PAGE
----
I love bugs, insects and the like whose first letter is a “b.” So that includes bees and butterflies. As Wikipedia states about the latter:
“Butterflies are insects in the clade Rhopalocera from the order Lepidoptera, which also includes moths. Adult butterflies have large, often brightly coloured wings, and conspicuous, fluttering flight.”
Last week I saw thousands of butterflies up close when on holidays in southwestern Ontario. My cousin Anne took me to the Cambridge Butterfly Conservatory in Cambridge, Ontario. The actual conservatory itself runs from April to October and is an amazing and beautiful butterfly and moth sanctuary. There are also birds such as dove and quail peaking out from the many plants and shrubs. You can see butterflies in their pre-stages of larvae; ugly beetles which are not butterflies, and get the grand tour from knowledgeable staff.
But the best part is walking around in the conservatory and just letting whatever will happen do so. Butterflies land on your hands and for some reason my beige cap was a big attraction. Anne took the photo above. I also took some photos – obviously not of butterflies landing on me – I am not ambedexterious.
There are also two rooms outside of the conservatory which have photos of butterflies with information posted near them, a gift shop and a cafe.
I think I got interested in butterflies 30 or so years ago when I lived in Aurora and went to an art and craft shop which held monthly openings for its current exhibiting artists. Then I would write a story about it for the local newspaper. One artist had captured butterflies in an artistic arrangement. While I prefer to let butterflies be free or be set free, the arrangements were beautiful.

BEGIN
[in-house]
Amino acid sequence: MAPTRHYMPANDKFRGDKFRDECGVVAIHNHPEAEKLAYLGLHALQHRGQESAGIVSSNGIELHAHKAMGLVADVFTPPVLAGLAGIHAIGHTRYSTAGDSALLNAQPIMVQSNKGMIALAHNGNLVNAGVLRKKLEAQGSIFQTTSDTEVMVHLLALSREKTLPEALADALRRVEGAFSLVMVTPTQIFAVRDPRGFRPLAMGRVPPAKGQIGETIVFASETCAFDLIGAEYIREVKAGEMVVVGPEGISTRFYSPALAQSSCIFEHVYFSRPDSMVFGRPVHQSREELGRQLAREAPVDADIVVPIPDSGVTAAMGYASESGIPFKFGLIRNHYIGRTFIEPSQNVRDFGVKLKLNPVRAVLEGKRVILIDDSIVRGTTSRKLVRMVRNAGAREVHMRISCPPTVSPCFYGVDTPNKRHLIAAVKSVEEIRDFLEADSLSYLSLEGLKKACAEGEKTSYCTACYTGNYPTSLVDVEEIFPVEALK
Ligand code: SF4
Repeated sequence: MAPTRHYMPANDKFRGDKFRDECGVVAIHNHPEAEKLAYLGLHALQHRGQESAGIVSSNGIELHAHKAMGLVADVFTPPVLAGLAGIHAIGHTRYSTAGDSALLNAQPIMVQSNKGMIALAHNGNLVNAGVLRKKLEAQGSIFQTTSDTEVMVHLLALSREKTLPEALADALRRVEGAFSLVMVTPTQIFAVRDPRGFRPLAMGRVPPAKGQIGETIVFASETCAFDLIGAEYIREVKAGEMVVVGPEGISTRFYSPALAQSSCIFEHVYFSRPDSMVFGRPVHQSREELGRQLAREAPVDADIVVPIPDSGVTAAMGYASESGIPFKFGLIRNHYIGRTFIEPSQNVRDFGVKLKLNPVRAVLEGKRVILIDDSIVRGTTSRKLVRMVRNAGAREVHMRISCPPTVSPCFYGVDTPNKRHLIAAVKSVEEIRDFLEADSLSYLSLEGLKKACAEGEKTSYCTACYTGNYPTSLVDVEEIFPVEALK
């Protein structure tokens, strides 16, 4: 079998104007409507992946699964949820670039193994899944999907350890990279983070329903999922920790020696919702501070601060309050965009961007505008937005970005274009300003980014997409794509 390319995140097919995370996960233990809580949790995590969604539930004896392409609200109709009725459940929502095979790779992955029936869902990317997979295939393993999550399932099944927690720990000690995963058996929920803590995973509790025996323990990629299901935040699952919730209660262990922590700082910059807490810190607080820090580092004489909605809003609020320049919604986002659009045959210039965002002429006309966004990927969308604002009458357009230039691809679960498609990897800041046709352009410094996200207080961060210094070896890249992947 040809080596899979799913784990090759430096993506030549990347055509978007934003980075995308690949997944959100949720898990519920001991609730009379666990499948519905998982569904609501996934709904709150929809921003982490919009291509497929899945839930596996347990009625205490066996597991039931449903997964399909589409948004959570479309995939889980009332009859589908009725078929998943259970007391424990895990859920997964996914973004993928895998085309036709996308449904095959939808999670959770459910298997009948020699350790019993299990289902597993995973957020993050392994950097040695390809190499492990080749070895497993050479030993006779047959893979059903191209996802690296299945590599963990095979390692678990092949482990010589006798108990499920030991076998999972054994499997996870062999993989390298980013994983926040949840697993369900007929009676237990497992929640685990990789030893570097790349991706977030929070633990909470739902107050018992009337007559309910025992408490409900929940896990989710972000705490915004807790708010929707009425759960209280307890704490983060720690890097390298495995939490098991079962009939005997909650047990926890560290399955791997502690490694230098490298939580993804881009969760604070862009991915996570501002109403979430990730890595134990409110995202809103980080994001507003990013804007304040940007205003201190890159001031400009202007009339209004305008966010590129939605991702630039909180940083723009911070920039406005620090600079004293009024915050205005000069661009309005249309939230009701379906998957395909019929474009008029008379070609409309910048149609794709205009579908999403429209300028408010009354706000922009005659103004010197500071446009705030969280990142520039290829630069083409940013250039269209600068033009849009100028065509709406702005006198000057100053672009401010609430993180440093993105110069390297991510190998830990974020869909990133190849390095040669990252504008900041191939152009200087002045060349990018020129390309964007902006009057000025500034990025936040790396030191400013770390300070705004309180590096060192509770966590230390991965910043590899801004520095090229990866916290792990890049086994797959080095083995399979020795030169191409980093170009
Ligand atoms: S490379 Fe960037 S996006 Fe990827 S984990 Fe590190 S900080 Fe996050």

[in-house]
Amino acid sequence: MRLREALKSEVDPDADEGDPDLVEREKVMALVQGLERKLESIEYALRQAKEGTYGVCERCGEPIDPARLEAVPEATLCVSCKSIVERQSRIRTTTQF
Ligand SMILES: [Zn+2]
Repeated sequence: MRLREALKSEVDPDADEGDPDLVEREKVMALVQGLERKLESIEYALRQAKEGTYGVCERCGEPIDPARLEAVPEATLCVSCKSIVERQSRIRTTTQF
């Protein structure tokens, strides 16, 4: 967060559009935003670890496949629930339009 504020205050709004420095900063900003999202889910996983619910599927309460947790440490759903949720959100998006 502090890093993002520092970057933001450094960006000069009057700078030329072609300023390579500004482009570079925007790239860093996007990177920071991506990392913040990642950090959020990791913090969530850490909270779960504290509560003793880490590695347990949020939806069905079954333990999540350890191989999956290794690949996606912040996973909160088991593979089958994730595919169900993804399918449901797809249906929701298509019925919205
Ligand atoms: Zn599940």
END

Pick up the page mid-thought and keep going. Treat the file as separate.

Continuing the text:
Then in 2003 I interviewed a fellow Ken McGrath who raised butterflies in his apartment and then in a rented room. It was his own business and he would mail them out to clients who wanted the butterflies to set them free at weddings, memorial services and the like. My very short story on Ken was published in Toronto Life magazine. Four years later when I interviewed Ken again for another magazine story, he had acquired a business partner and expanded his business – so I interviewed her as well. That story, a longer one, was published in the now defunct Centre of the City magazine. After that Ken moved his butterfly business to rural Ontario. Today he is an artist who has traded butterflies for spider webs, which he uses in his pendants. He is now nicknamed Spider Web Wrangler. More info on Ken at the Pazan Gallery site where his creations have appeared.
Meantime, when out in my garden I look for butterflies landing on my ecinaccea, fennel and black-eyed susans. And check out my blog’s garden page here.
Only Child Writes